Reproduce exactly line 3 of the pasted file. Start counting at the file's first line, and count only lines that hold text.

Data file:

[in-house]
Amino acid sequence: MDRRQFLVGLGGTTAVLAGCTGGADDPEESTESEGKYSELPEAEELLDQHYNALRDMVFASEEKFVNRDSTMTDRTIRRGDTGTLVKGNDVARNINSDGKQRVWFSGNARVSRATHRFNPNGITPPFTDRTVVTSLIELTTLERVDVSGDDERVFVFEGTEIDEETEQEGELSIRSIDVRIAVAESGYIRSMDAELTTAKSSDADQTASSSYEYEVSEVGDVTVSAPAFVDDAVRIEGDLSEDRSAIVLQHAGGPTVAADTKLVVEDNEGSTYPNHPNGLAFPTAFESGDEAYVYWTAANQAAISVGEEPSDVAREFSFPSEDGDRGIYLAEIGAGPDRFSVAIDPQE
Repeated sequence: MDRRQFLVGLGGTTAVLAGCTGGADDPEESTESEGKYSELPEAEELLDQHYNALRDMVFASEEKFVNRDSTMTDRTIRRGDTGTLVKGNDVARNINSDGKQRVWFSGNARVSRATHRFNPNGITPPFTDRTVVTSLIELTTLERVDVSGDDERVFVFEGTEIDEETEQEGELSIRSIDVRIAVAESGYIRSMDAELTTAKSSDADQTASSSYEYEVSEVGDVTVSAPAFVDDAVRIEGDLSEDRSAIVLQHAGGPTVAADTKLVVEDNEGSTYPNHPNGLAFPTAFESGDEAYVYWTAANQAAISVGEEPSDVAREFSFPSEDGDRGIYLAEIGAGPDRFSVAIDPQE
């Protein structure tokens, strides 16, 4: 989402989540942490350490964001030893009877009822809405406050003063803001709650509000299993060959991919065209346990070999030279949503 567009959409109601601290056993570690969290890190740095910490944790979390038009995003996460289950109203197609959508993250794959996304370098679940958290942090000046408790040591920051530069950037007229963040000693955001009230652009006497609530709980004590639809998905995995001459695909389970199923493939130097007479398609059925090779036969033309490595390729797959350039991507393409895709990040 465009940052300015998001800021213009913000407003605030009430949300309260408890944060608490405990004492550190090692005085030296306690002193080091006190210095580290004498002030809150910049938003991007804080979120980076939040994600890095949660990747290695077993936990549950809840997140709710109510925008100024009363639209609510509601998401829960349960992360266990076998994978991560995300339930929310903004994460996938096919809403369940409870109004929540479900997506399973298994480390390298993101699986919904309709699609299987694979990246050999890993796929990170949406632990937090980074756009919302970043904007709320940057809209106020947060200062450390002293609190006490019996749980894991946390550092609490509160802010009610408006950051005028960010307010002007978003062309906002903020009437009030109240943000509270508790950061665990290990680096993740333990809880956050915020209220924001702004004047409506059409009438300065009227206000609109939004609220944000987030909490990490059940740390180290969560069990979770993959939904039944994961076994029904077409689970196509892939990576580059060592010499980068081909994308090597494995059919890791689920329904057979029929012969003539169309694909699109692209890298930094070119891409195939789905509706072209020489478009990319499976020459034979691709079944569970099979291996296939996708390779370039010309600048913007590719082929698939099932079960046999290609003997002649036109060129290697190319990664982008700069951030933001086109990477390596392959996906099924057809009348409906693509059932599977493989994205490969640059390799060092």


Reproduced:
Repeated sequence: MDRRQFLVGLGGTTAVLAGCTGGADDPEESTESEGKYSELPEAEELLDQHYNALRDMVFASEEKFVNRDSTMTDRTIRRGDTGTLVKGNDVARNINSDGKQRVWFSGNARVSRATHRFNPNGITPPFTDRTVVTSLIELTTLERVDVSGDDERVFVFEGTEIDEETEQEGELSIRSIDVRIAVAESGYIRSMDAELTTAKSSDADQTASSSYEYEVSEVGDVTVSAPAFVDDAVRIEGDLSEDRSAIVLQHAGGPTVAADTKLVVEDNEGSTYPNHPNGLAFPTAFESGDEAYVYWTAANQAAISVGEEPSDVAREFSFPSEDGDRGIYLAEIGAGPDRFSVAIDPQE